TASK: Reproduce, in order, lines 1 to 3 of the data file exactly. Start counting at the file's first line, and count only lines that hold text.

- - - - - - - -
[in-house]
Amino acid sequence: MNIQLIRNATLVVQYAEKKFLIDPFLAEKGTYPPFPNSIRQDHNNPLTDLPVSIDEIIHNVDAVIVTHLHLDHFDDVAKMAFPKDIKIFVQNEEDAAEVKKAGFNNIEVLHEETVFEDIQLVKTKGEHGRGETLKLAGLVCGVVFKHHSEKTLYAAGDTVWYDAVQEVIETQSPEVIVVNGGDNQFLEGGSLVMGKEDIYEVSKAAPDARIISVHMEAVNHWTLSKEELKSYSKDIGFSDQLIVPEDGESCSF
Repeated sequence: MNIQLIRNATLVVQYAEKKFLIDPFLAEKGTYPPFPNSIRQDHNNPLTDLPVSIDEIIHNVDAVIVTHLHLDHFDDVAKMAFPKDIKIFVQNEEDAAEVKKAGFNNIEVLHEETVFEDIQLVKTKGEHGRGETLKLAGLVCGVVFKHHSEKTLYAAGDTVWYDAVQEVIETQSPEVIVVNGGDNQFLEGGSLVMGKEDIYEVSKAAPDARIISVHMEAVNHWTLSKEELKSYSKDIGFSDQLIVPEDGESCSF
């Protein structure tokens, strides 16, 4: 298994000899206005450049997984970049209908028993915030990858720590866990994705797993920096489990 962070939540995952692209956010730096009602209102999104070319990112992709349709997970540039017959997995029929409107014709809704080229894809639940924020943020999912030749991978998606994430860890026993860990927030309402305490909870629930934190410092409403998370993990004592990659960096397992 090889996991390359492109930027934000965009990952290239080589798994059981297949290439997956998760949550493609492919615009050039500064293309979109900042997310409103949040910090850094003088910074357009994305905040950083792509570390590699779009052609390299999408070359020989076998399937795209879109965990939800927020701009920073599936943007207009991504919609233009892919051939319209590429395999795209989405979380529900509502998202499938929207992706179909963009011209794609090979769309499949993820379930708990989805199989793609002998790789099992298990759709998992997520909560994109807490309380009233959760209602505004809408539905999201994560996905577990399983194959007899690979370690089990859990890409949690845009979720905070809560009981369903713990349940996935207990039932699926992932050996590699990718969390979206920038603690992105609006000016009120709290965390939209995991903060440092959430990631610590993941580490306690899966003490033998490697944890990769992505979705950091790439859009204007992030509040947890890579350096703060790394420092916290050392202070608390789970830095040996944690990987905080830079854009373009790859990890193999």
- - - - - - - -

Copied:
[in-house]
Amino acid sequence: MNIQLIRNATLVVQYAEKKFLIDPFLAEKGTYPPFPNSIRQDHNNPLTDLPVSIDEIIHNVDAVIVTHLHLDHFDDVAKMAFPKDIKIFVQNEEDAAEVKKAGFNNIEVLHEETVFEDIQLVKTKGEHGRGETLKLAGLVCGVVFKHHSEKTLYAAGDTVWYDAVQEVIETQSPEVIVVNGGDNQFLEGGSLVMGKEDIYEVSKAAPDARIISVHMEAVNHWTLSKEELKSYSKDIGFSDQLIVPEDGESCSF
Repeated sequence: MNIQLIRNATLVVQYAEKKFLIDPFLAEKGTYPPFPNSIRQDHNNPLTDLPVSIDEIIHNVDAVIVTHLHLDHFDDVAKMAFPKDIKIFVQNEEDAAEVKKAGFNNIEVLHEETVFEDIQLVKTKGEHGRGETLKLAGLVCGVVFKHHSEKTLYAAGDTVWYDAVQEVIETQSPEVIVVNGGDNQFLEGGSLVMGKEDIYEVSKAAPDARIISVHMEAVNHWTLSKEELKSYSKDIGFSDQLIVPEDGESCSF